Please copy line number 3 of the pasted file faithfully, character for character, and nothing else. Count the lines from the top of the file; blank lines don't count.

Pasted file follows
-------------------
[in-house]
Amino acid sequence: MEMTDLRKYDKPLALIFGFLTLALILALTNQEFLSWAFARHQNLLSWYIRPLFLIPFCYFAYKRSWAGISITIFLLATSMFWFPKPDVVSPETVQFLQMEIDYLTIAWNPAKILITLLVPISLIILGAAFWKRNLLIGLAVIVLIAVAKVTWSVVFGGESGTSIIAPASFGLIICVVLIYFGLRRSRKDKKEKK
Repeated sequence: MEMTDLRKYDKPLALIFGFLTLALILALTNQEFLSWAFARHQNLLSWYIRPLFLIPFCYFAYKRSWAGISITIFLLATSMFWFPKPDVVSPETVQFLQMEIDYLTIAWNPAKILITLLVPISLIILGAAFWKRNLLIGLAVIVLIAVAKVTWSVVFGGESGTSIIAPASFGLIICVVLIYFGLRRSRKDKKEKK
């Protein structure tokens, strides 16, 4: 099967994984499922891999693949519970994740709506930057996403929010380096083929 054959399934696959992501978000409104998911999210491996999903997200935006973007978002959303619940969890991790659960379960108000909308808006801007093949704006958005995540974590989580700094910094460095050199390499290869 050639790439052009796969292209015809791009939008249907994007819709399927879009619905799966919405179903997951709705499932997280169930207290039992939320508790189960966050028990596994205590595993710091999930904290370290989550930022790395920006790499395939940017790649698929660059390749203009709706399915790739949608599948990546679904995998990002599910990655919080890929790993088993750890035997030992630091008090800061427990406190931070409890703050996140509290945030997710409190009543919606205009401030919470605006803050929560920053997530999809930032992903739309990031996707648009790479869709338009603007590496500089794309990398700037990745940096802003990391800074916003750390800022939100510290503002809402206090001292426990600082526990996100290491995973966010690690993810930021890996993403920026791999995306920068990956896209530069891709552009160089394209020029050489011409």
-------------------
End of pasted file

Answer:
Repeated sequence: MEMTDLRKYDKPLALIFGFLTLALILALTNQEFLSWAFARHQNLLSWYIRPLFLIPFCYFAYKRSWAGISITIFLLATSMFWFPKPDVVSPETVQFLQMEIDYLTIAWNPAKILITLLVPISLIILGAAFWKRNLLIGLAVIVLIAVAKVTWSVVFGGESGTSIIAPASFGLIICVVLIYFGLRRSRKDKKEKK